The program allows members to bypass pre-border security screening at major airports by going through a designated security line. There are also express lines at most border crossings including the Peace Bridge in Fort Erie and the Queenston Bridge at Lewiston, New York. The fee is just $50, and the card is valid for five years.
Dwight Newell, an engineer in Toronto, travels weekly on business and so he applied for a NEXUS pass two years ago to lessen the time he spends at the airport.
He says the $50 fee is well worth it because the NEXUS pass gets him to the front of the line at airports ahead of lineups 50 to 100 people long.
“Having the pass allows me to arrive a little later than I really should and I can still board the plane effortlessly,” says Newell.
Paying upfront for financial advice may seem like a gamble, but more and more Canadians are turning to fee-only planners to get unbiased advice, not just about their investments but about their overall financial health. You’ll pay $150 to $250 per hour or more, but you’ll get a complete and unbiased financial plan.
You can include tax advice and estate planning. These services can help set you on the right path and save a lot in the long run.
The advice of a fee-only planner is worth its weight in gold, according to Tom Hamza, president of the non-profit Investor Education Fund.
“Not only will a fee-only planner guide you through your financial goals and investment decisions, but they will provide a sober second thought when the markets crash and you’re about to panic,” said Hamza.
Where can you go to find this advice? MoneySense magazine has an online directory of fee-only planners. The list includes fees, expertise, and the services each planner provides.
The Law Society of Upper Canada lists a directory of lawyers and paralegals licensed by the Law Society.
The Chartered Professional Accountants of Ontario lists a directory of licensed public accountants.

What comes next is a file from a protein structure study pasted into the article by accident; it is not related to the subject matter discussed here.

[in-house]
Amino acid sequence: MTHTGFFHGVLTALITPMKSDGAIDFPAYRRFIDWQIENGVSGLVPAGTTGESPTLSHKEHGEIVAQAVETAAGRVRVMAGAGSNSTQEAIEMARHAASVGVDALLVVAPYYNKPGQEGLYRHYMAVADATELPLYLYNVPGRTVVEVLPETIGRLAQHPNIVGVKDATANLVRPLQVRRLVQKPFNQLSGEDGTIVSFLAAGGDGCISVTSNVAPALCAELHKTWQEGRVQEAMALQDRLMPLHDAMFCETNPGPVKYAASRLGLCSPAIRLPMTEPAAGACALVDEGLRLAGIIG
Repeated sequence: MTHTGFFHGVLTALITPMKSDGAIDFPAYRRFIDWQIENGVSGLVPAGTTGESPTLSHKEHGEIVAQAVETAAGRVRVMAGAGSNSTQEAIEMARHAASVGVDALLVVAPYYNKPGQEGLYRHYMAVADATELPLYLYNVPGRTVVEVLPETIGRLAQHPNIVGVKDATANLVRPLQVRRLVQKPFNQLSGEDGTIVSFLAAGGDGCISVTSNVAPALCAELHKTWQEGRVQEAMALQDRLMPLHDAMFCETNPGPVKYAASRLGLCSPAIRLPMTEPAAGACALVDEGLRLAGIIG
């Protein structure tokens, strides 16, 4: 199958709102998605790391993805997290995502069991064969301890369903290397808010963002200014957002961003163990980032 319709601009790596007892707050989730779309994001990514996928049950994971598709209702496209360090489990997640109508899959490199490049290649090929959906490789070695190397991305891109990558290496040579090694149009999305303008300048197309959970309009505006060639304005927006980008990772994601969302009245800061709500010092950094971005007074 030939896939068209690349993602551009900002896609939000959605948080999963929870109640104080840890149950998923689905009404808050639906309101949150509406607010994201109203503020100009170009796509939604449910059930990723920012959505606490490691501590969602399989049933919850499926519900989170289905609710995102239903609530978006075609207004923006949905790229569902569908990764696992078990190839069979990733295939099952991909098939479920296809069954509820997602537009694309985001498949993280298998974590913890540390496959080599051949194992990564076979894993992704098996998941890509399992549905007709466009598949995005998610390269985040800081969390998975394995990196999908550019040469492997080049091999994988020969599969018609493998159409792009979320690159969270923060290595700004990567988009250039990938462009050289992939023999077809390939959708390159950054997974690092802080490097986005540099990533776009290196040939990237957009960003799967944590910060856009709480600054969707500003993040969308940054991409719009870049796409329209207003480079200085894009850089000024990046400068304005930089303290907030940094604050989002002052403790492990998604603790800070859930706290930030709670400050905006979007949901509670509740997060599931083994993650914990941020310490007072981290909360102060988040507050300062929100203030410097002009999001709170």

Consumer guides and reports:
A Carfax report, for example, gives you detailed information about a car’s history which may help with the purchase decision. Each Carfax report costs $39.99, but the information could save you from buying a lemon.
Phil Edmunston’s Lemon-Aid Used Cars and Trucks guide is another good resource that helps inform and protect consumers when shopping for a used vehicle.
Consumer Reports, a non-profit organization, is another a good source of information for saving money and protecting consumers. A subscription to the magazine costs just $20 per year, and for an extra $10 per year you get full access to the website, www.consumerreports.org.
Willis has subscribed to Consumer Reports for over five years and uses it to research major purchases. She’s learned how the price of goods often bears no relationship to its effectiveness.
Related: 35 ways to save money
“We got our fabulous $99 Hoover Windtunnel based on their ratings, and our $99 colour printer/scanner/copier was also a real find,” she said.
Fees are a fact of life and by choosing which ones to pay for you can feel satisfied that you’re getting something for the money.
Which of these fees do you pay for? What else would you add to the list? Leave a comment below: